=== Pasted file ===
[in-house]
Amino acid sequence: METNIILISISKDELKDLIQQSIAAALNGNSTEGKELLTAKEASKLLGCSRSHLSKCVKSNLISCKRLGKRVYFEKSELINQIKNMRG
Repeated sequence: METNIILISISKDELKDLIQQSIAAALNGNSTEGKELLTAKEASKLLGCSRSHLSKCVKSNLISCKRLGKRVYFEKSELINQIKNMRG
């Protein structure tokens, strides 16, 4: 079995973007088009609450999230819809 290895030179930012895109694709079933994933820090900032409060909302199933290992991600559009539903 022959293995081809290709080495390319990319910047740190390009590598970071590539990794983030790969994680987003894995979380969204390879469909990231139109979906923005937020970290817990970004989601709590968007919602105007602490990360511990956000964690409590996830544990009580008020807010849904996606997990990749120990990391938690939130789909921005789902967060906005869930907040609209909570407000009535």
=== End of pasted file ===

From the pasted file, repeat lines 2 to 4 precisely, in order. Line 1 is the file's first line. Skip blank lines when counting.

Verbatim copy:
Amino acid sequence: METNIILISISKDELKDLIQQSIAAALNGNSTEGKELLTAKEASKLLGCSRSHLSKCVKSNLISCKRLGKRVYFEKSELINQIKNMRG
Repeated sequence: METNIILISISKDELKDLIQQSIAAALNGNSTEGKELLTAKEASKLLGCSRSHLSKCVKSNLISCKRLGKRVYFEKSELINQIKNMRG
């Protein structure tokens, strides 16, 4: 079995973007088009609450999230819809 290895030179930012895109694709079933994933820090900032409060909302199933290992991600559009539903 022959293995081809290709080495390319990319910047740190390009590598970071590539990794983030790969994680987003894995979380969204390879469909990231139109979906923005937020970290817990970004989601709590968007919602105007602490990360511990956000964690409590996830544990009580008020807010849904996606997990990749120990990391938690939130789909921005789902967060906005869930907040609209909570407000009535």